The roof of the Frank Gehry-designed outdoor amphitheater collapsed from tempestuous winds this past winter. Thankfully, no one was hurt, and the new and improved roof is now ready for Merriweather’s summer season.

“Once you learn everyone’s okay, it just becomes a mechanic’s job,” says I.M.P.’s Audrey Fix Schaefer. “The roof fell on Saturday, and by Sunday, we were in our offices with new plans.”

While the roof is ready for outdoor concert season and lends an even better view to concertgoers with lawn seats, visiting artists also have a top-of-the-line experience in store for them. Recent renovations to the venue also include a 40,000-square-foot backstage area modeled after a 1950s motel that’s able to accommodate up to 10 bands – complete with a pool, cabanas and an onsite masseuse for visiting performers. 10475 Little Patuxent Pkwy. Columbia, MD; www.merriweathermusic.com

Pearl Street Warehouse

Photo: Joy Asico

Photo: Joy Asico

The multi-use space is one of three music venues that now occupy District Wharf, but its layout and design make it totally unique.

“We built a convertible space featuring garage doors that can open up the venue to the diner area, or close it off for a private event,” say owners Bruce Gates and Nick Fontana. “We also have the ability to open the doors to Pearl Street, creating an outdoor space where we can interact with the community and people exploring The Wharf, exposing them to great live music. “

The inviting space also features an upstairs seating area for a great vantage point during a live show. 33 Pearl St. SW, DC; www.pearlstreetwarehouse.com

Rock & Roll Hotel

Photo: John Shore

Photo: John Shore

The intimate H Street venue has some spooky vibes, due in part to the fact that it used to be a funeral home. While that didn’t necessarily inspire the design, you can still see its influence in the dark, plush atmosphere of the three-level space. It’s also one of the few music venues in the country to offer a rooftop deck, enticing concertgoers to grab a bite before and after shows and providing a neighborhood hangout for H Street residents.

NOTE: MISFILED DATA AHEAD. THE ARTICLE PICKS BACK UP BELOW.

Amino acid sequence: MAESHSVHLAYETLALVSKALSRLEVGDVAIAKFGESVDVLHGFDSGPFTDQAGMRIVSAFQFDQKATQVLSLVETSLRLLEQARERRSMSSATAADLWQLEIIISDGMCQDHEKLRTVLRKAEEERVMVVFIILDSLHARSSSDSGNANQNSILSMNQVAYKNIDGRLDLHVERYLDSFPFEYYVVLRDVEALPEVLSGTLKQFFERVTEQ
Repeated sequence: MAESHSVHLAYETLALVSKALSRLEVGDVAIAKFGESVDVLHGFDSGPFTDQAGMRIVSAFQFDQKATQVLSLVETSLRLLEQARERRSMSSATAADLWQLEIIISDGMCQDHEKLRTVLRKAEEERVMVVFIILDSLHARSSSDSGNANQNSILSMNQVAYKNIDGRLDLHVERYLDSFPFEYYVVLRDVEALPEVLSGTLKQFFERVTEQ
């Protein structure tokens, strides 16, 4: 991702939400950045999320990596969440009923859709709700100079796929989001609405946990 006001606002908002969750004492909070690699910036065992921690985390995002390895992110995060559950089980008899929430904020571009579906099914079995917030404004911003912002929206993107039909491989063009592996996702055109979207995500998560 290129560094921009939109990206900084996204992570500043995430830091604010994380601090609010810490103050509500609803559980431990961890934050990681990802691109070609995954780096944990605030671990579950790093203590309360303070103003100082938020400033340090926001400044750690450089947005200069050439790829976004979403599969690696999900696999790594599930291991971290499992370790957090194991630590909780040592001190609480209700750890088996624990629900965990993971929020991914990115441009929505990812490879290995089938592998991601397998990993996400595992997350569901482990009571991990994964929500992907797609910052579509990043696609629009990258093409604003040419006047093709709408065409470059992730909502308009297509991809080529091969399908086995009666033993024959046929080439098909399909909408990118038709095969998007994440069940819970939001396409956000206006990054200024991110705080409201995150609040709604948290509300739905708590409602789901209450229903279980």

“We knew how unique it would be to have a music venue with a rooftop deck in DC – a first,” says co-owner Steve Lambert. “We wanted a space that was open year-round where people could socialize without having to go to the concert hall or to the DJs on the second floor.” 1353 H St. NE, DC; www.rockandrollhoteldc.com

Villain & Saint

Photo: Courtesy of RW Restaurant Group

Photo: Courtesy of RW Restaurant Group

Owned by local chef Robert Wiedmaier, this Bethesda venue and restaurant takes a “music first, food second” approach to everything that’s done in its 60s and 70s-inspired space.

“It’s comfortable, worn-in and reminiscent of a bygone era, like Keystone Korner in San Francisco,” Wiedmaier says. “It feels familiar. When you walk into a place like Villain & Saint, you can tell a lot of acts have come through. It’s a place [where] musicians would hang out if they were not performing.”

He notes framed artwork of legendary musicians, a saloon-style bar and gramophone “horns” from England turned into lighting fixtures as some of the venue’s most unique design accents. 7141 Wisconsin Ave. Bethesda, MD; www.villainandsaint.com

Wolf Trap’s Filene Center

Photo: Courtesy of Wolf Trap Foundation for the Performing Arts

Photo: Courtesy of Wolf Trap Foundation for the Performing Arts

Wolf Trap’s programming is as one-of-a-kind as its setting. The venue is also a national park, nestled into the lush forests of Northern Virginia, and is easily accessible to DMV residents.

“Every aspect of the pavilion is designed to enhance the experience for artists and audiences,” says Wolf Trap President and CEO Arvind Manocha about the Filene Center. “I think the extensive use of natural materials, like the Douglas fir, coupled with the setting – nestled in over 100 acres of permanently protected lands, including rolling hills and a forest complete with walking trails and ponds – makes Wolf Trap an urban oasis.” 1551 Trap Rd. Vienna, VA; www.wolftrap.org